The U.N. Industrial Development Organization found that cost-effective renewable energy resources could reduce overall emissions by as much as 10 percent if renewables account for 20 percent of industrial energy by 2050.
UNIDO said dramatic cuts in emissions could happen in developing countries if they adopted the right policies.
"Renewables are not cost competitive where fossil fuels are subsidized," a UNIDO report found. "They are, however, already cost competitive in many cases and many countries with unsubsidized fossil fuels."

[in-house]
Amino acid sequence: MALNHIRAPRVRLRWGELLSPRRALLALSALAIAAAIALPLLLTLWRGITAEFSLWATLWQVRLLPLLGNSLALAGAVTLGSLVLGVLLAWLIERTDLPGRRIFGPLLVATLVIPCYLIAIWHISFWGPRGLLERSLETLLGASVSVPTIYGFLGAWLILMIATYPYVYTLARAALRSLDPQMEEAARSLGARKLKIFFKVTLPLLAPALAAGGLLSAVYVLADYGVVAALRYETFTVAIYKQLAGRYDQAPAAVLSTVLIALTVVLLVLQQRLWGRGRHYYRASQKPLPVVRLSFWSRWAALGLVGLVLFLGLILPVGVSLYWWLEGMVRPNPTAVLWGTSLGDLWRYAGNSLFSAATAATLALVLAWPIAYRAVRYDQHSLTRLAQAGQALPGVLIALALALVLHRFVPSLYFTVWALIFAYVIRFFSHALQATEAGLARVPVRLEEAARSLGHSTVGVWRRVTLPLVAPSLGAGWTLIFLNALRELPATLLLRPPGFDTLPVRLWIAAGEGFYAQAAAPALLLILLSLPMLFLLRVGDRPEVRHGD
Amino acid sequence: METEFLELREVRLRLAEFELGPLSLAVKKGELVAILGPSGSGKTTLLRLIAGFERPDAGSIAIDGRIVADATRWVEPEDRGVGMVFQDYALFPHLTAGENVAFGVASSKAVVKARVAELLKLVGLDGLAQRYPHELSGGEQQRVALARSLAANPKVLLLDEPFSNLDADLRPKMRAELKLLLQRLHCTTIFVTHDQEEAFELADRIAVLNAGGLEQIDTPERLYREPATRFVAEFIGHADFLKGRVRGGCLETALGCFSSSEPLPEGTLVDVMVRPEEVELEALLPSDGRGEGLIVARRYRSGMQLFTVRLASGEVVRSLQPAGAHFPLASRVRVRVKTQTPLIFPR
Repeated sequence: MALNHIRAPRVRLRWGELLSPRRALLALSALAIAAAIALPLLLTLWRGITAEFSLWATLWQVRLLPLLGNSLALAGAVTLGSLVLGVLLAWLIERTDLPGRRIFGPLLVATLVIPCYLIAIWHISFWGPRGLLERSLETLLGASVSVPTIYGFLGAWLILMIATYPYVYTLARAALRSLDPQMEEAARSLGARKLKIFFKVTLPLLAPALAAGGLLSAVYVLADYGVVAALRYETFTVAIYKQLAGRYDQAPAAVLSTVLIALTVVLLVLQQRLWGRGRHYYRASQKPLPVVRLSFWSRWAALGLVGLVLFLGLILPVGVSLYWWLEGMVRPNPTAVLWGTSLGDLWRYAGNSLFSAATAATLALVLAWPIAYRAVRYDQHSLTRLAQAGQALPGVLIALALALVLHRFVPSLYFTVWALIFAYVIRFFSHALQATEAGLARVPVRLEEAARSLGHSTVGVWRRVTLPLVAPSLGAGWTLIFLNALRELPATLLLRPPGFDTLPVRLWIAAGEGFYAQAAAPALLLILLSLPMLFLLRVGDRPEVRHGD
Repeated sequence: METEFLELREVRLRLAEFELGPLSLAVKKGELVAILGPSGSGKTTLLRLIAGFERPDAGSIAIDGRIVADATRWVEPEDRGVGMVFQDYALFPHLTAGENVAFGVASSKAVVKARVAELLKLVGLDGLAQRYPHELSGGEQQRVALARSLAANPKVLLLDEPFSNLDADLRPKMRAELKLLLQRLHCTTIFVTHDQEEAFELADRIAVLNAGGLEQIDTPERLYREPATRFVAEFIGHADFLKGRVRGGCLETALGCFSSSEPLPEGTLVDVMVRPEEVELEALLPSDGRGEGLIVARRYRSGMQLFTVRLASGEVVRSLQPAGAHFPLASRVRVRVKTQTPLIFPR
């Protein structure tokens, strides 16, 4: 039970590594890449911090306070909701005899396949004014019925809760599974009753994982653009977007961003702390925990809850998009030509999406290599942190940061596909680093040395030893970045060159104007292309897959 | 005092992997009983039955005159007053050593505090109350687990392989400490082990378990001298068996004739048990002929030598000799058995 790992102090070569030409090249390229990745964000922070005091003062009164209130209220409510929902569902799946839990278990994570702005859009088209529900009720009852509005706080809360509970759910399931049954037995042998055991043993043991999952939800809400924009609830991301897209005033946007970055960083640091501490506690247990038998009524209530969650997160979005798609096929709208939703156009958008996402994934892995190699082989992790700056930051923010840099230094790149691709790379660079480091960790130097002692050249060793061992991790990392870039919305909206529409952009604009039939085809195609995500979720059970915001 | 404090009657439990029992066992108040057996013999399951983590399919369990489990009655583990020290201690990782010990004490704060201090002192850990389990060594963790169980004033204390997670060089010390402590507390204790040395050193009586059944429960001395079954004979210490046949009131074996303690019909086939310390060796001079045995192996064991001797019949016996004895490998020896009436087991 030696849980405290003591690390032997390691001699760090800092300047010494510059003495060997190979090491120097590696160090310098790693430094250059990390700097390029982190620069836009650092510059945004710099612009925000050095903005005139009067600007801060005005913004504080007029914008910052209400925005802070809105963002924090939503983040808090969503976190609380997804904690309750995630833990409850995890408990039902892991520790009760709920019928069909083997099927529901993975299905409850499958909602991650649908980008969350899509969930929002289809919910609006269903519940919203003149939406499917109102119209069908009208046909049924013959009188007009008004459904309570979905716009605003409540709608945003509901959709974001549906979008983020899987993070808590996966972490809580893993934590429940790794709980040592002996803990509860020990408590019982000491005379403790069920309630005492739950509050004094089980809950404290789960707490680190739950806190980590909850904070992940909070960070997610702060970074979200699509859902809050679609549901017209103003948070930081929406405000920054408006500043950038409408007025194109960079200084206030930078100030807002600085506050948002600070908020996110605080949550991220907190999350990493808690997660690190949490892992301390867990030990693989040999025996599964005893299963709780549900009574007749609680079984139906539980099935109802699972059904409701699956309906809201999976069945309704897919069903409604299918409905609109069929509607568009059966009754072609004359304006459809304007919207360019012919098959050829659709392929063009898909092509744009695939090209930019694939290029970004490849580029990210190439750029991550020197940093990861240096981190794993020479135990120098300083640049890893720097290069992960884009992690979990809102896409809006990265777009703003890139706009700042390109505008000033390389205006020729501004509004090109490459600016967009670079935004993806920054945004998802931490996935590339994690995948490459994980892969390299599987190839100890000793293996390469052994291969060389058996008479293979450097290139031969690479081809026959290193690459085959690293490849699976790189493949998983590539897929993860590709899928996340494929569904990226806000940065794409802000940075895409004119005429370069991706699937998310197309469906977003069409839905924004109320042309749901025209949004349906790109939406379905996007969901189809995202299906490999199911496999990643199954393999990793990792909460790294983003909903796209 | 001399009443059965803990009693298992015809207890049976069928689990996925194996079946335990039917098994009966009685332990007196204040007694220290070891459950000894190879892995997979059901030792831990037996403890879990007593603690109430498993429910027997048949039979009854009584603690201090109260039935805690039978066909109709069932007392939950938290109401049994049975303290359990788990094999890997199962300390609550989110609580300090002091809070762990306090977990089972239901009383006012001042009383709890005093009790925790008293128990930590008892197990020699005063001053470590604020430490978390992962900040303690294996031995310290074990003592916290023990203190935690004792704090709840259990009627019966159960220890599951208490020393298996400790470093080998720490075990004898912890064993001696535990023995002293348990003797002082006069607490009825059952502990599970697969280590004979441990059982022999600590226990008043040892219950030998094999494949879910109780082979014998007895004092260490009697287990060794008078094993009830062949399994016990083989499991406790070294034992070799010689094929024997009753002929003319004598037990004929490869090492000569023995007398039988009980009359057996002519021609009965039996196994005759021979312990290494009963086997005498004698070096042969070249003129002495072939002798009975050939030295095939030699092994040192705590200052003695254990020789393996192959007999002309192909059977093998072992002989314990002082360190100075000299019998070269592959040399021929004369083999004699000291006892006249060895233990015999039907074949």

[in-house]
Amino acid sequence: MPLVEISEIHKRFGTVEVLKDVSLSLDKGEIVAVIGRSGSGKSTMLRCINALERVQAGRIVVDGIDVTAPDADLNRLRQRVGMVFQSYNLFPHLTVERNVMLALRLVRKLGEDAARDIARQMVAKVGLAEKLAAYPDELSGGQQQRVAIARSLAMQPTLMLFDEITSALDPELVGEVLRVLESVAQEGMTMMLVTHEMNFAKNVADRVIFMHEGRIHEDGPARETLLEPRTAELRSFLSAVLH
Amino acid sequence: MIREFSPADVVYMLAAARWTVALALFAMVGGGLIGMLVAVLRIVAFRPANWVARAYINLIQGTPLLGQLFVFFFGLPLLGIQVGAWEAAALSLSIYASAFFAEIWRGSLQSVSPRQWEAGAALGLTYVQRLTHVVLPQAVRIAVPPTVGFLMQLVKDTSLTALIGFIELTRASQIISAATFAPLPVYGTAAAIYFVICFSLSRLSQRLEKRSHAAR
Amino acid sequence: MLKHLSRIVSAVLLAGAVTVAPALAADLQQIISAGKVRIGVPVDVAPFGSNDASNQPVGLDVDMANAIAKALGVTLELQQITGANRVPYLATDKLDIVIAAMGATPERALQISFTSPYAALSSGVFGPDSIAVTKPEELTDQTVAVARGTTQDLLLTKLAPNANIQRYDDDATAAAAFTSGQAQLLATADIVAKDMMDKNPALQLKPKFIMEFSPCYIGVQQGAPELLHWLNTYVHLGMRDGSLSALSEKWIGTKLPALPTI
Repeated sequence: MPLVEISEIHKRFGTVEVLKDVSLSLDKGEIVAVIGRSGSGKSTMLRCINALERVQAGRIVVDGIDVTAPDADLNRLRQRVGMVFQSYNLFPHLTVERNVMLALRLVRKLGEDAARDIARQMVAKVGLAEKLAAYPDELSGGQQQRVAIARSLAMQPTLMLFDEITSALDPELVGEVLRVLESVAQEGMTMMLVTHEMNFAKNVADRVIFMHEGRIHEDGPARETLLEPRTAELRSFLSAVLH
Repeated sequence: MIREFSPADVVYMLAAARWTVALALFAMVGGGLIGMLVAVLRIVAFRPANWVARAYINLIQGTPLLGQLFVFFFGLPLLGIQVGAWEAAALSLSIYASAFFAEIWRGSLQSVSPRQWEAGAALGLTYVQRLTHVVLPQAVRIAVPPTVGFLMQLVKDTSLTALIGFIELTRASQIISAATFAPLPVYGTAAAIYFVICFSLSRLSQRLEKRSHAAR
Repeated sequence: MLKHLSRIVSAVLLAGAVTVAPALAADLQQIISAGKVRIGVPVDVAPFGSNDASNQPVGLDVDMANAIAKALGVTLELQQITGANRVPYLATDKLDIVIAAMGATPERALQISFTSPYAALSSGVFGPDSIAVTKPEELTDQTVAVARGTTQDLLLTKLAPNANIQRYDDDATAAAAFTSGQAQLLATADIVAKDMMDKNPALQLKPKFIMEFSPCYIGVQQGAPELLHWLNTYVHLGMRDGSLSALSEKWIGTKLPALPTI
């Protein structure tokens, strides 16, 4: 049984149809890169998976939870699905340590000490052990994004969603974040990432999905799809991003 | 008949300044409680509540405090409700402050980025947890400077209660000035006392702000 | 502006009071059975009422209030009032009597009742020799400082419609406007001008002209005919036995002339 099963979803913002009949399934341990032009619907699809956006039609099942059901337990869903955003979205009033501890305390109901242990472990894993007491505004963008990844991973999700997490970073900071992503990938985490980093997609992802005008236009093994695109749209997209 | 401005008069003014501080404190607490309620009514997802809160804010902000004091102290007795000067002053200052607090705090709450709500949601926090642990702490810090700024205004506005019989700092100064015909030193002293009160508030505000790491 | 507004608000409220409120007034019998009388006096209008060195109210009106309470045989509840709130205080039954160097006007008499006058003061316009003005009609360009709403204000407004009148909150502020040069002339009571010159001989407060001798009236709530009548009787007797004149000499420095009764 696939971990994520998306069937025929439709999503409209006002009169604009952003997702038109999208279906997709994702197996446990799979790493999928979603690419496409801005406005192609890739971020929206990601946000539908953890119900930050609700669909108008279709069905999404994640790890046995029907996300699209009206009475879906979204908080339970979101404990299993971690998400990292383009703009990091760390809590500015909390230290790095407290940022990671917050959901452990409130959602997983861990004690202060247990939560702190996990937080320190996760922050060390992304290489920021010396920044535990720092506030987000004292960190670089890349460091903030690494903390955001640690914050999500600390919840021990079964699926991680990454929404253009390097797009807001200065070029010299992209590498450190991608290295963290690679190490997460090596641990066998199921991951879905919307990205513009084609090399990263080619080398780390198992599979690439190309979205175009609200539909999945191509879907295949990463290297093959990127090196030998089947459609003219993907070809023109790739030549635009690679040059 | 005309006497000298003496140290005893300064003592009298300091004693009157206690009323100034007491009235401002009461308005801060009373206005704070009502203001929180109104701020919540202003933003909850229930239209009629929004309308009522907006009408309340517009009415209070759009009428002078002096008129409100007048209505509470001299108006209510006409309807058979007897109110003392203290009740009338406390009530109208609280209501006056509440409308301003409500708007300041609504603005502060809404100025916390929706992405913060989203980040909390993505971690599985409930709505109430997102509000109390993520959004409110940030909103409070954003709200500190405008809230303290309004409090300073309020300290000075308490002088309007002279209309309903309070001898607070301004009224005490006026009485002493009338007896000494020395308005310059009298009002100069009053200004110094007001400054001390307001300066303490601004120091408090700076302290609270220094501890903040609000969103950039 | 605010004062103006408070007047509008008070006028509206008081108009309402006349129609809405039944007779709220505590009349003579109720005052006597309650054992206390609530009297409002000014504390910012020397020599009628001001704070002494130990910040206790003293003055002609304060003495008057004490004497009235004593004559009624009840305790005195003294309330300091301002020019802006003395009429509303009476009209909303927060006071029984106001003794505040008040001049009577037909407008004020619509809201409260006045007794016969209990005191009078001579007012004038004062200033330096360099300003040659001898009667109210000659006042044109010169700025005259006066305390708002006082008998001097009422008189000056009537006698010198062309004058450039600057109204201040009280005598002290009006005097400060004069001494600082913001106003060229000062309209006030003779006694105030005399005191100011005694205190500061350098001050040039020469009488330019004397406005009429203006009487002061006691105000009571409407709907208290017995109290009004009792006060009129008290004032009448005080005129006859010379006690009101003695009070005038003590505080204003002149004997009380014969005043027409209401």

U.N. agencies said eliminating subsidies was one of the best ways that countries can cut back on wasteful energy practices.
Generating the benefits of renewable energy, however, can only happen "if specific policies are developed to create a business environment conducive to private sector investment," the UNIDO report found.